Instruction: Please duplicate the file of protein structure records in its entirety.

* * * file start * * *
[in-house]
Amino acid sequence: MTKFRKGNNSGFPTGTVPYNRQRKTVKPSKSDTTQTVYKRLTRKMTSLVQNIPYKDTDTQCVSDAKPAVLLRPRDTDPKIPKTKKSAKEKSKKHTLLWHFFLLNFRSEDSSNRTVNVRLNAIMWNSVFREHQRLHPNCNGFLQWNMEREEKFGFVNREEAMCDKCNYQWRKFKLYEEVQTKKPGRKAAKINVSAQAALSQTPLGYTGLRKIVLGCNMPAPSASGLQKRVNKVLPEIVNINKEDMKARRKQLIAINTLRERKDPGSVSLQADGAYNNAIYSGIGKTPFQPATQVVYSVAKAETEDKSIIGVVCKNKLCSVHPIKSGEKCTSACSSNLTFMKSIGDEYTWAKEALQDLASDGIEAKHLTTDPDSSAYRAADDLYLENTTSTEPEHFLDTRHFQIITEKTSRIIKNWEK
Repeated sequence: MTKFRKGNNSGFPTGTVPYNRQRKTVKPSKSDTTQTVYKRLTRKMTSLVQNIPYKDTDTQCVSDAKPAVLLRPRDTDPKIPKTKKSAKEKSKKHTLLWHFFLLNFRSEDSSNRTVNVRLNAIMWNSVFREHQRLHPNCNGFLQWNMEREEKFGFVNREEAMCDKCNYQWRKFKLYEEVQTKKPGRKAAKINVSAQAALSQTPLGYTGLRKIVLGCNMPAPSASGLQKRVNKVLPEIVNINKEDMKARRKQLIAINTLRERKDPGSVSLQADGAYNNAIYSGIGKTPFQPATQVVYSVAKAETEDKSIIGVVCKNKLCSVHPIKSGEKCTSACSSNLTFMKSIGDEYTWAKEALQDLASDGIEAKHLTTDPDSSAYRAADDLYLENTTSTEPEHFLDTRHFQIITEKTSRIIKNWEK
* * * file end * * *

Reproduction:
[in-house]
Amino acid sequence: MTKFRKGNNSGFPTGTVPYNRQRKTVKPSKSDTTQTVYKRLTRKMTSLVQNIPYKDTDTQCVSDAKPAVLLRPRDTDPKIPKTKKSAKEKSKKHTLLWHFFLLNFRSEDSSNRTVNVRLNAIMWNSVFREHQRLHPNCNGFLQWNMEREEKFGFVNREEAMCDKCNYQWRKFKLYEEVQTKKPGRKAAKINVSAQAALSQTPLGYTGLRKIVLGCNMPAPSASGLQKRVNKVLPEIVNINKEDMKARRKQLIAINTLRERKDPGSVSLQADGAYNNAIYSGIGKTPFQPATQVVYSVAKAETEDKSIIGVVCKNKLCSVHPIKSGEKCTSACSSNLTFMKSIGDEYTWAKEALQDLASDGIEAKHLTTDPDSSAYRAADDLYLENTTSTEPEHFLDTRHFQIITEKTSRIIKNWEK
Repeated sequence: MTKFRKGNNSGFPTGTVPYNRQRKTVKPSKSDTTQTVYKRLTRKMTSLVQNIPYKDTDTQCVSDAKPAVLLRPRDTDPKIPKTKKSAKEKSKKHTLLWHFFLLNFRSEDSSNRTVNVRLNAIMWNSVFREHQRLHPNCNGFLQWNMEREEKFGFVNREEAMCDKCNYQWRKFKLYEEVQTKKPGRKAAKINVSAQAALSQTPLGYTGLRKIVLGCNMPAPSASGLQKRVNKVLPEIVNINKEDMKARRKQLIAINTLRERKDPGSVSLQADGAYNNAIYSGIGKTPFQPATQVVYSVAKAETEDKSIIGVVCKNKLCSVHPIKSGEKCTSACSSNLTFMKSIGDEYTWAKEALQDLASDGIEAKHLTTDPDSSAYRAADDLYLENTTSTEPEHFLDTRHFQIITEKTSRIIKNWEK